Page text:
brought stamping applause. With cymbals and bongos, gong and chime, xylophone
or marimba, Sadlo made real music. He not only demonstrated that the times are
gone in which the percussion only had the role of a support in the loud passages.
In Bertold Hummel's "Concerto for Percussion and Orchestra" he had a
work in his powerful, agile hands which was worth the efforts of the soloist.
Hummel begins with tones of Bruckner. In an Adagio, the pathos of the trombones
dominates. The percussion replies to this with long-lasting echo and with the
muted droning of the bass drum. In the other three movements, the percussion often
takes the lead. The rattling and clatter, wooden beats and dry knocking, the swish
of the opening cymbals, all developed together to a colourful dialogue in sound.
With the drum-roll of a funeral march, with the song and sonority of chimes, the
music passed through a Great Gate of Kiev. There were hints of Bartok motifs.
But Hummel's opus remains something original and is in addition easily understood.
Rundschau, Dortmund, 1st November, 1995
audience let thunderous applause loose. They were astonished, captivated by the
brilliance of this music ...
Neueste Nachrichten, 14th April, 2003
has composed a genuine concerto, in which the percussion takes the place of the
classical solo instrument, entering into lively dialogue with the orchestra and
with its own cadenzas. This is something rare and the young percussionist Jasmin
Kolberg (29) exploited the freedom offered with intense musicality. With her virtuoso
and sensitive technique, she responded to the partly threatening, partly lamenting
symphonic gestures of the orchestra with the surprising colours and rhythmic figures
of the cadenzas. She even succeeding in the expressive feat of forming a "lament"
from percussive sounds only before these were released into a whirling Vivace.
She was rewarded by stormy applause with stamping of feet.
most affecting movement is the Lamentation, an "in memoriam" piece for
Dmitri Shostakovich, whose musical initials in German D (E)S C H (d, e-flat, c,
b) formed the basis for a kind of funeral march...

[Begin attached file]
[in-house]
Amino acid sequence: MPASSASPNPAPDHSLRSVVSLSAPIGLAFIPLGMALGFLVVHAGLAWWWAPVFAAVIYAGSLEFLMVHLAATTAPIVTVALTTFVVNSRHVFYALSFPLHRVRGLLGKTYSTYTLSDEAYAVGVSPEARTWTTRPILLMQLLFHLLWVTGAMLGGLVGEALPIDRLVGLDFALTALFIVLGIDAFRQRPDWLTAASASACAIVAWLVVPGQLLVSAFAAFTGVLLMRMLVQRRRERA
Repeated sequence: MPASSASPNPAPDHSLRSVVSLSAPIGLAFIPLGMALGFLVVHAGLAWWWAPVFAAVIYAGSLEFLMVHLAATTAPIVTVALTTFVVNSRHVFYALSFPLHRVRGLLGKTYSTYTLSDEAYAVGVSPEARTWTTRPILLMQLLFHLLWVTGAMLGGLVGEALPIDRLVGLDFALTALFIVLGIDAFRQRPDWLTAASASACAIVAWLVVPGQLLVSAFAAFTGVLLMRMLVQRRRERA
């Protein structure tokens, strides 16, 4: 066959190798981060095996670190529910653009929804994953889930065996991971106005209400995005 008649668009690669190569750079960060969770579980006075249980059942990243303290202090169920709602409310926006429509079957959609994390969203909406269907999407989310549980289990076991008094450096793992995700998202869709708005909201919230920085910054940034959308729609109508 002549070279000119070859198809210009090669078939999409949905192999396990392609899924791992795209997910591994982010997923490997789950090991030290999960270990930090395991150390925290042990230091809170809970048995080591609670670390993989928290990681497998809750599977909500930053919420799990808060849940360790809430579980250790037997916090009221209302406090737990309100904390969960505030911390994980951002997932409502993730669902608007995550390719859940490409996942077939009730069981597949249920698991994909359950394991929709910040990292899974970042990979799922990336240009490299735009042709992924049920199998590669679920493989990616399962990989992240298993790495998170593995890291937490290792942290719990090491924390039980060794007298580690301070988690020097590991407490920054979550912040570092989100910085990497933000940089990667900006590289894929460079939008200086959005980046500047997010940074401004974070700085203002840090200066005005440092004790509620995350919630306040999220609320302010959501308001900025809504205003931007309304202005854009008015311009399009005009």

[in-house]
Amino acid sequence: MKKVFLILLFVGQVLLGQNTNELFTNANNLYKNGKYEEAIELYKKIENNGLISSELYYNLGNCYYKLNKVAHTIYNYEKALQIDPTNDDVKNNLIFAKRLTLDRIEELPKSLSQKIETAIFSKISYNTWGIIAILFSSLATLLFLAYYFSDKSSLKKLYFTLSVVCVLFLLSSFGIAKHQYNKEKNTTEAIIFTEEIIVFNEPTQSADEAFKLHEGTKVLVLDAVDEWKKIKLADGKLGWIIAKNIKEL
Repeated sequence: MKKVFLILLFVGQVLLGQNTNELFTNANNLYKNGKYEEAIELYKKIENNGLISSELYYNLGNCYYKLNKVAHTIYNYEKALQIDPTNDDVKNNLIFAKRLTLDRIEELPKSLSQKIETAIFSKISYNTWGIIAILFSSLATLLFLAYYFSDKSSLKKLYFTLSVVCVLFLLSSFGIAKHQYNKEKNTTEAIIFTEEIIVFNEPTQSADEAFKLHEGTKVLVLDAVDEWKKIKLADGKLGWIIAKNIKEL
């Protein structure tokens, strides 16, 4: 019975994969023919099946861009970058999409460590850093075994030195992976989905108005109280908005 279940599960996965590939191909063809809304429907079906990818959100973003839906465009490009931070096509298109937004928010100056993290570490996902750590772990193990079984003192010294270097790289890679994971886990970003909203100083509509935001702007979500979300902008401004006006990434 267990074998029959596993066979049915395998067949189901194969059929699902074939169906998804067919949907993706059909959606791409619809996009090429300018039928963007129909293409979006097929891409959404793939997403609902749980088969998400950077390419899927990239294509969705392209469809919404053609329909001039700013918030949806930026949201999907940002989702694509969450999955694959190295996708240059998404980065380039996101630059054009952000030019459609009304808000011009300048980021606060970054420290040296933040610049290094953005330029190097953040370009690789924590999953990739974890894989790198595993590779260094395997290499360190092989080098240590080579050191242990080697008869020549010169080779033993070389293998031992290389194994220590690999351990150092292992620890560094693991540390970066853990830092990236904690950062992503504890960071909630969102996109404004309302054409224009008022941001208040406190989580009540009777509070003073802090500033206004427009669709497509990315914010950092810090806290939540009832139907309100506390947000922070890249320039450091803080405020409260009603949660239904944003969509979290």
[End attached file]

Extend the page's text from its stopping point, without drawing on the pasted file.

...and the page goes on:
3rd April, 1998
"concertante" rivalry between soloist and orchestra, in complete accordance
with the principle of a solo concerto ...
Zeitung, Dresden 1996
With great skill and effect, Hummel used on the one hand delicate timbres, on the other powerfully expressive means (reminding us of Rolf Liebermann's Concert for Jazz Band and Orchestra) to enable the solo percussionist to present himself in a most effective way.
CD Tip Bavarian Radio:
Bach would certainly have found pleasure in this Concerto for Percussion and Orchestra
by Bertold Hummel, whose second movement opens with a most original play on the
famous B-A-C-H motif. Even in his church cantatas, Bach himself composed very
rhythmically, much to the disapprobation of his pious Christian contemporaries
("dance-like trifles"). Bertold Hummel's Concerto for Percussion and
Orchestra connects B-A-C-H (b-flat, a, c, b) with the twentieth century using
D-S-C-H (d, e-flat, c, b) for Dmitri Shostakovich. A musicological homage of great
expressive power, earnest and profound. On his new CD, "Percussion in Concert",
artistic insight characterises Peter Sadlo's interpretation of this work (first
performed in 1985). Sadlo is the sovereign tactical mastermind when he, together
with the Bamberg Symphony Orchestra under Wolfgang Rögner, sets everything
in motion that percussion has to offer. The expression "virtuosic" is
a feeble rendering of what happens here. One is forced to think of those Indian
gods with more than two arms at their disposal when one hears Peter Sadlo at work,
awaking with wood and membrane his battery of percussion including vibraphone
and marimba. Peter Sadlo offers percussion exceeding all you could imagine in
effects, tension and timbre but not remaining purely effects. Bertold Hummel's
Concerto for Percussion and Orchestra is the central work on this CD.